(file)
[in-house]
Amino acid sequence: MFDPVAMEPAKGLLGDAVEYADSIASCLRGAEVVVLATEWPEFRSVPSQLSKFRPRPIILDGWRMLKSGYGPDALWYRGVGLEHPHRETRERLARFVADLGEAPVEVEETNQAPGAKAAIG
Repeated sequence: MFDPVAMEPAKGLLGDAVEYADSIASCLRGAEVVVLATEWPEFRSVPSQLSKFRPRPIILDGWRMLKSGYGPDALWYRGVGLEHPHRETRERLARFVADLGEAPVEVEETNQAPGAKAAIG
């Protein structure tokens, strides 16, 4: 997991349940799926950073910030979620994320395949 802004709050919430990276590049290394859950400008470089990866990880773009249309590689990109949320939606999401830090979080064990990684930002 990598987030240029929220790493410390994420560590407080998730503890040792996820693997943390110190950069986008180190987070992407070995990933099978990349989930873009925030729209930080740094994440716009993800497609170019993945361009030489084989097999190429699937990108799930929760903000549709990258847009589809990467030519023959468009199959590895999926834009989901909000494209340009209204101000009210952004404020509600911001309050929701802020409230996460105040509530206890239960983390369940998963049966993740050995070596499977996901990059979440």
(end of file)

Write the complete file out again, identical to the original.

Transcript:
[in-house]
Amino acid sequence: MFDPVAMEPAKGLLGDAVEYADSIASCLRGAEVVVLATEWPEFRSVPSQLSKFRPRPIILDGWRMLKSGYGPDALWYRGVGLEHPHRETRERLARFVADLGEAPVEVEETNQAPGAKAAIG
Repeated sequence: MFDPVAMEPAKGLLGDAVEYADSIASCLRGAEVVVLATEWPEFRSVPSQLSKFRPRPIILDGWRMLKSGYGPDALWYRGVGLEHPHRETRERLARFVADLGEAPVEVEETNQAPGAKAAIG
């Protein structure tokens, strides 16, 4: 997991349940799926950073910030979620994320395949 802004709050919430990276590049290394859950400008470089990866990880773009249309590689990109949320939606999401830090979080064990990684930002 990598987030240029929220790493410390994420560590407080998730503890040792996820693997943390110190950069986008180190987070992407070995990933099978990349989930873009925030729209930080740094994440716009993800497609170019993945361009030489084989097999190429699937990108799930929760903000549709990258847009589809990467030519023959468009199959590895999926834009989901909000494209340009209204101000009210952004404020509600911001309050929701802020409230996460105040509530206890239960983390369940998963049966993740050995070596499977996901990059979440």